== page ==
Saturday, January 16, 2016



I was watching "My Neighbor Totoro", a delightful Hayao Miyazaki film, when I came up with the idea for what might really finish off my  little Pikachu bag. I was pretty sure that I wanted some traditional Elizabethan Blackwork patters to set it off, in black, of course. I thought that it would go well with the bright yellow figure and blend with the black that was already in the cross stitch. I could have gone with red, but that would not have shown up the blackwork design well enough and would have been too bright a color and overpower the main motif. 

But what should I use? I thought of maybe some bug and leaf patterns like the illustrations that accompany the end credits of the film. Then the film answered the question for me. Mei, the young girl in the film, tries to lure out the totoros by setting out a trail of acorns for them. I figured that Pikachu was like a totoro in that he, too, is a mythical creature from Japan. Okay, not a strong connection, but it opened the door. Now I was on the search for some acorn patterns.

I blazed a trail over the wide expanses of the plains of examples till I found one that had possibilities. But now I had another problem: I needed an exact stitch count. I allowed a specific seam allowance. I wanted it centered and to be as high as the Pikachu. Pikachu was an uneven number of stitches high. For weeks I poured over graph paper, flipping, shortening, and rearranging the motifs. I modified, counted, then modified again. This was supposed to be a quick project done on just a scrap of 18 count white Aida cloth! But finally I got it right, and these are the results.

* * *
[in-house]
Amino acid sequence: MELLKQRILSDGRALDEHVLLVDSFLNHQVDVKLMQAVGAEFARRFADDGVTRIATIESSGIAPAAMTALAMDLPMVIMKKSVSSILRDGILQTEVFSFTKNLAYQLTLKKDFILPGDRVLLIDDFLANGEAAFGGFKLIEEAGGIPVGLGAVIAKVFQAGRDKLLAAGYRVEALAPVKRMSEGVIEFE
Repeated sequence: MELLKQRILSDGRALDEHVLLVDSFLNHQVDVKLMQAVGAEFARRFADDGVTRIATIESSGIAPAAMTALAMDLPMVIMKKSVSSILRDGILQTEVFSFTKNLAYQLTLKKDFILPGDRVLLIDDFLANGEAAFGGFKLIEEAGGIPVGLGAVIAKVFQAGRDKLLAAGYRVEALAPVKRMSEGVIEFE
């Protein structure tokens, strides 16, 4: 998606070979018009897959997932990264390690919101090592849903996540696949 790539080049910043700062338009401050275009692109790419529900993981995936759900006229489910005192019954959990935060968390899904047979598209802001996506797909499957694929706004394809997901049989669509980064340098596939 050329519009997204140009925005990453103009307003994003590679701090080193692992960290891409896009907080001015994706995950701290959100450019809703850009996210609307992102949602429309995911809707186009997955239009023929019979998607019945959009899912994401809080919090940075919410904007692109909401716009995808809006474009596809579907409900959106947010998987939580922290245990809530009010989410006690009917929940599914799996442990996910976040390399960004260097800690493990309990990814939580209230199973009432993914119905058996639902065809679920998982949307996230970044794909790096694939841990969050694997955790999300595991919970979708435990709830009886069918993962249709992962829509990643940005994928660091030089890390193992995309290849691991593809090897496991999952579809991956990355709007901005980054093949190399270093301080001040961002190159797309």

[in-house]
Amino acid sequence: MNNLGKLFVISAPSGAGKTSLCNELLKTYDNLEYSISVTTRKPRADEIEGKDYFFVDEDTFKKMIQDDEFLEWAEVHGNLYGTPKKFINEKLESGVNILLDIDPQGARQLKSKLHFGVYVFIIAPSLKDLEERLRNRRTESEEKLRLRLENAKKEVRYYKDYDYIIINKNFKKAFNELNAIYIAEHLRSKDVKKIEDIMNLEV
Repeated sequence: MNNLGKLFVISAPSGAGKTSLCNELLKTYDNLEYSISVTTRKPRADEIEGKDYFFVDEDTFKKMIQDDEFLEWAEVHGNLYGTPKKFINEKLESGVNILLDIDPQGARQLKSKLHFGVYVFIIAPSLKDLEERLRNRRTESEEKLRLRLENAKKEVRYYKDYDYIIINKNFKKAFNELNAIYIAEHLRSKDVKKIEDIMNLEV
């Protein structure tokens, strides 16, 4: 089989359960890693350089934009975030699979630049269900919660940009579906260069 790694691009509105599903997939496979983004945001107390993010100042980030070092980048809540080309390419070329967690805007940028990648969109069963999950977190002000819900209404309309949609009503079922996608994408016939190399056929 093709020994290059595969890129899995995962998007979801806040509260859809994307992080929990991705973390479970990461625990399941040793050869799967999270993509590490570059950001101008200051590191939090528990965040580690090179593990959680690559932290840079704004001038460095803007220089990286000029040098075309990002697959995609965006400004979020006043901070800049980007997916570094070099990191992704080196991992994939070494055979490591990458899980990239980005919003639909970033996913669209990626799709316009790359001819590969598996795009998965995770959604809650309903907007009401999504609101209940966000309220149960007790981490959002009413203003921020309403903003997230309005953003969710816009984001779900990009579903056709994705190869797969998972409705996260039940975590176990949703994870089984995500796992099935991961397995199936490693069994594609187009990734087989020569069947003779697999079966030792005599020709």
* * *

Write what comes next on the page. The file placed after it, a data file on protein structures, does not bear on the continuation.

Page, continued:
I wanted a wrap-around pattern which meant that I would have to consider the embroidery stitching up the back seam. It seems to have worked pretty well.

I used 7/16" red grosgrain ribbon for the ties. Still needed to get a little more red in there. The bag is lined with a bright yellow cotton that matches Pikachu.

For this pattern there was no consideration of how it would look as it moved over the sides. The pattern would get where it was going.

For the size of the bag, just 4"x4" when completed, I wanted something other than the longer tippets that I used for the other Pokemon dice bags. I visited several bead shops till I found something that was small enough but still had a large enough aperture through which the tie ends could be secured. To close off the open ends, I glues in a small garnet beads. Red against the gold? Perfect!

And here is the end result!

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